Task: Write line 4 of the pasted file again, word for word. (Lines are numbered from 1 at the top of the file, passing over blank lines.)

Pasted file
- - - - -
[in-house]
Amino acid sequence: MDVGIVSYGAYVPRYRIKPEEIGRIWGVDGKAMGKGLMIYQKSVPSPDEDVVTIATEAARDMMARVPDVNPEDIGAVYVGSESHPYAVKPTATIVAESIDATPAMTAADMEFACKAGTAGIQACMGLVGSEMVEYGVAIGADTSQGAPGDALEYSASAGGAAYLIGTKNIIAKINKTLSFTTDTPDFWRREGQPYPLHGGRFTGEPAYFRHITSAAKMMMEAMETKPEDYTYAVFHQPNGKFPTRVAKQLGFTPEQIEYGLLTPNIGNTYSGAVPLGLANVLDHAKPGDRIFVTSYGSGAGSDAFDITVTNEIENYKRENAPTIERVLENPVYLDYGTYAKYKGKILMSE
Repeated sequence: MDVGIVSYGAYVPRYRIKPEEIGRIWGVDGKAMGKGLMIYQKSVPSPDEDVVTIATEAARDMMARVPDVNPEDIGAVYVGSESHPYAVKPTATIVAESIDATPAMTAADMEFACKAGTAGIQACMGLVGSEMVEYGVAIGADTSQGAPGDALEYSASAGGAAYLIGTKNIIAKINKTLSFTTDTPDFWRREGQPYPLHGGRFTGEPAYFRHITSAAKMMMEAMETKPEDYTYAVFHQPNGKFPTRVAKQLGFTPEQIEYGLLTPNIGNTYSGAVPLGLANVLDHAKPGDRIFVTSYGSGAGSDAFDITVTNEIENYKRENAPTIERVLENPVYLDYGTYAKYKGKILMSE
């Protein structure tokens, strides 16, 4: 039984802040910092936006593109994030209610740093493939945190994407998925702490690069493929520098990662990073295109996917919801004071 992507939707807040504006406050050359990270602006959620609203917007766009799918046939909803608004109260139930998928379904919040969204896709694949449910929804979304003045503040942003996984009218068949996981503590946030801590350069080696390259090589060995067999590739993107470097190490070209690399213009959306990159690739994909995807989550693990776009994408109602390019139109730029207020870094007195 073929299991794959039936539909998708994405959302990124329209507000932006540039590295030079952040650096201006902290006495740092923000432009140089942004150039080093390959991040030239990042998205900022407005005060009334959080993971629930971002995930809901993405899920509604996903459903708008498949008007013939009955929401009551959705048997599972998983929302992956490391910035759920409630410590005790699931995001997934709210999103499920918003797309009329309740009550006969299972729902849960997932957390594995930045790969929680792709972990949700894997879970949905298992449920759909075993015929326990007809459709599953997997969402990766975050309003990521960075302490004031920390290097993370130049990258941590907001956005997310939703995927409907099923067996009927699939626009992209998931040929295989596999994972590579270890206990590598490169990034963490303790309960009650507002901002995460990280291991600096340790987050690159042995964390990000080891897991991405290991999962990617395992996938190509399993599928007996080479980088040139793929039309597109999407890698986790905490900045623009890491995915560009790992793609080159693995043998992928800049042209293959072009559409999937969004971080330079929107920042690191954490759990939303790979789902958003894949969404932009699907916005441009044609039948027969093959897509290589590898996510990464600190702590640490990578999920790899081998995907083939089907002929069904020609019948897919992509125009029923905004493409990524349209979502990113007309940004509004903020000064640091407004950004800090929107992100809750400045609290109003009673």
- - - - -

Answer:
């Protein structure tokens, strides 16, 4: 039984802040910092936006593109994030209610740093493939945190994407998925702490690069493929520098990662990073295109996917919801004071 992507939707807040504006406050050359990270602006959620609203917007766009799918046939909803608004109260139930998928379904919040969204896709694949449910929804979304003045503040942003996984009218068949996981503590946030801590350069080696390259090589060995067999590739993107470097190490070209690399213009959306990159690739994909995807989550693990776009994408109602390019139109730029207020870094007195 073929299991794959039936539909998708994405959302990124329209507000932006540039590295030079952040650096201006902290006495740092923000432009140089942004150039080093390959991040030239990042998205900022407005005060009334959080993971629930971002995930809901993405899920509604996903459903708008498949008007013939009955929401009551959705048997599972998983929302992956490391910035759920409630410590005790699931995001997934709210999103499920918003797309009329309740009550006969299972729902849960997932957390594995930045790969929680792709972990949700894997879970949905298992449920759909075993015929326990007809459709599953997997969402990766975050309003990521960075302490004031920390290097993370130049990258941590907001956005997310939703995927409907099923067996009927699939626009992209998931040929295989596999994972590579270890206990590598490169990034963490303790309960009650507002901002995460990280291991600096340790987050690159042995964390990000080891897991991405290991999962990617395992996938190509399993599928007996080479980088040139793929039309597109999407890698986790905490900045623009890491995915560009790992793609080159693995043998992928800049042209293959072009559409999937969004971080330079929107920042690191954490759990939303790979789902958003894949969404932009699907916005441009044609039948027969093959897509290589590898996510990464600190702590640490990578999920790899081998995907083939089907002929069904020609019948897919992509125009029923905004493409990524349209979502990113007309940004509004903020000064640091407004950004800090929107992100809750400045609290109003009673």